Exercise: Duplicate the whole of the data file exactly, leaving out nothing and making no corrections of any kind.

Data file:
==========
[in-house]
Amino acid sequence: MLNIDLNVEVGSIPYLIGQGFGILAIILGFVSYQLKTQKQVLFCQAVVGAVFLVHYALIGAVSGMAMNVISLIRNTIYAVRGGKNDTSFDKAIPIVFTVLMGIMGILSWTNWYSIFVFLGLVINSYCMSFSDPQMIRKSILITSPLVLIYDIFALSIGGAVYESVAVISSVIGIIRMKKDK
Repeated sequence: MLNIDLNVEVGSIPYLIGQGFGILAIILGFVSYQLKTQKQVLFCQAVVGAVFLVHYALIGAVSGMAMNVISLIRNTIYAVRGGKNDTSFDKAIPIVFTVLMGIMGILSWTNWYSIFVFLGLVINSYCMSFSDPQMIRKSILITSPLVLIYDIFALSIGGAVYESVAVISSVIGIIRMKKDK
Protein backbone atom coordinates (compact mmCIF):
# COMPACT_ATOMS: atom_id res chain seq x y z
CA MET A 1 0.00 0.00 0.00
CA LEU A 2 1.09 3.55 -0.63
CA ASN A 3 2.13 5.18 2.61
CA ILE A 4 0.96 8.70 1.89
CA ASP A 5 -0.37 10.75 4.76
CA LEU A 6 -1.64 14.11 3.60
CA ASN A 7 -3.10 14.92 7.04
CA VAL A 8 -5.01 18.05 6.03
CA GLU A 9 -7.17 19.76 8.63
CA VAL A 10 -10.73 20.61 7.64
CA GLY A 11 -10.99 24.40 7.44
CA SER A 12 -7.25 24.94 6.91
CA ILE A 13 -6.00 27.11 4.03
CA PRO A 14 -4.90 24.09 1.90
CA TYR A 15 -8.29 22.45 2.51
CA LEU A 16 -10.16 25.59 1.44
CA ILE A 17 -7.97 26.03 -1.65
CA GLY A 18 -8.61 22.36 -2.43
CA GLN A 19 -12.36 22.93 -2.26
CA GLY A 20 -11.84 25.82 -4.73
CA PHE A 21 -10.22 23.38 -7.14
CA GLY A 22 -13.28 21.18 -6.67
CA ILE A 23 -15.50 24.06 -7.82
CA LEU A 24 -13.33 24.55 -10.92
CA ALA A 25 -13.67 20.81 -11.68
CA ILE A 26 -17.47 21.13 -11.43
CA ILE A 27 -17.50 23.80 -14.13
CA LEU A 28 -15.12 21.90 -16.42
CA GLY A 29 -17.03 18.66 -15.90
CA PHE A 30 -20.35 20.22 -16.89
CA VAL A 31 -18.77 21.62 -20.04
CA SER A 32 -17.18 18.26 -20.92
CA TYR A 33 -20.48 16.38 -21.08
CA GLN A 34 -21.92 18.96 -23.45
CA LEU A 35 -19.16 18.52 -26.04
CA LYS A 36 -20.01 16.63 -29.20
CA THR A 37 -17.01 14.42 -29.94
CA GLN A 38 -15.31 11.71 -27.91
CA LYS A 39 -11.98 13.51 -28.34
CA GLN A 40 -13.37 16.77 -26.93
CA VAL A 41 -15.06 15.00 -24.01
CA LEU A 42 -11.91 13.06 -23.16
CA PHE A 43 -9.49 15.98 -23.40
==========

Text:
[in-house]
Amino acid sequence: MLNIDLNVEVGSIPYLIGQGFGILAIILGFVSYQLKTQKQVLFCQAVVGAVFLVHYALIGAVSGMAMNVISLIRNTIYAVRGGKNDTSFDKAIPIVFTVLMGIMGILSWTNWYSIFVFLGLVINSYCMSFSDPQMIRKSILITSPLVLIYDIFALSIGGAVYESVAVISSVIGIIRMKKDK
Repeated sequence: MLNIDLNVEVGSIPYLIGQGFGILAIILGFVSYQLKTQKQVLFCQAVVGAVFLVHYALIGAVSGMAMNVISLIRNTIYAVRGGKNDTSFDKAIPIVFTVLMGIMGILSWTNWYSIFVFLGLVINSYCMSFSDPQMIRKSILITSPLVLIYDIFALSIGGAVYESVAVISSVIGIIRMKKDK
Protein backbone atom coordinates (compact mmCIF):
# COMPACT_ATOMS: atom_id res chain seq x y z
CA MET A 1 0.00 0.00 0.00
CA LEU A 2 1.09 3.55 -0.63
CA ASN A 3 2.13 5.18 2.61
CA ILE A 4 0.96 8.70 1.89
CA ASP A 5 -0.37 10.75 4.76
CA LEU A 6 -1.64 14.11 3.60
CA ASN A 7 -3.10 14.92 7.04
CA VAL A 8 -5.01 18.05 6.03
CA GLU A 9 -7.17 19.76 8.63
CA VAL A 10 -10.73 20.61 7.64
CA GLY A 11 -10.99 24.40 7.44
CA SER A 12 -7.25 24.94 6.91
CA ILE A 13 -6.00 27.11 4.03
CA PRO A 14 -4.90 24.09 1.90
CA TYR A 15 -8.29 22.45 2.51
CA LEU A 16 -10.16 25.59 1.44
CA ILE A 17 -7.97 26.03 -1.65
CA GLY A 18 -8.61 22.36 -2.43
CA GLN A 19 -12.36 22.93 -2.26
CA GLY A 20 -11.84 25.82 -4.73
CA PHE A 21 -10.22 23.38 -7.14
CA GLY A 22 -13.28 21.18 -6.67
CA ILE A 23 -15.50 24.06 -7.82
CA LEU A 24 -13.33 24.55 -10.92
CA ALA A 25 -13.67 20.81 -11.68
CA ILE A 26 -17.47 21.13 -11.43
CA ILE A 27 -17.50 23.80 -14.13
CA LEU A 28 -15.12 21.90 -16.42
CA GLY A 29 -17.03 18.66 -15.90
CA PHE A 30 -20.35 20.22 -16.89
CA VAL A 31 -18.77 21.62 -20.04
CA SER A 32 -17.18 18.26 -20.92
CA TYR A 33 -20.48 16.38 -21.08
CA GLN A 34 -21.92 18.96 -23.45
CA LEU A 35 -19.16 18.52 -26.04
CA LYS A 36 -20.01 16.63 -29.20
CA THR A 37 -17.01 14.42 -29.94
CA GLN A 38 -15.31 11.71 -27.91
CA LYS A 39 -11.98 13.51 -28.34
CA GLN A 40 -13.37 16.77 -26.93
CA VAL A 41 -15.06 15.00 -24.01
CA LEU A 42 -11.91 13.06 -23.16
CA PHE A 43 -9.49 15.98 -23.40